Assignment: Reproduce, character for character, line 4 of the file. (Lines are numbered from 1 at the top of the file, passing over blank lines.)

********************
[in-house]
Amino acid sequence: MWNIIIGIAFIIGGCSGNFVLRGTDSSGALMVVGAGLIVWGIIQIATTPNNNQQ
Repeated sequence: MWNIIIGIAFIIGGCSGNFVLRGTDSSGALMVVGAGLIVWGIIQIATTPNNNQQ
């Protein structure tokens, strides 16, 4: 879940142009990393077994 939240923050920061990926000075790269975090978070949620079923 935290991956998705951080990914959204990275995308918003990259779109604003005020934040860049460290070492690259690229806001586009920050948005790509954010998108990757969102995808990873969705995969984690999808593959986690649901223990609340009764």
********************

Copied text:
């Protein structure tokens, strides 16, 4: 879940142009990393077994 939240923050920061990926000075790269975090978070949620079923 935290991956998705951080990914959204990275995308918003990259779109604003005020934040860049460290070492690259690229806001586009920050948005790509954010998108990757969102995808990873969705995969984690999808593959986690649901223990609340009764």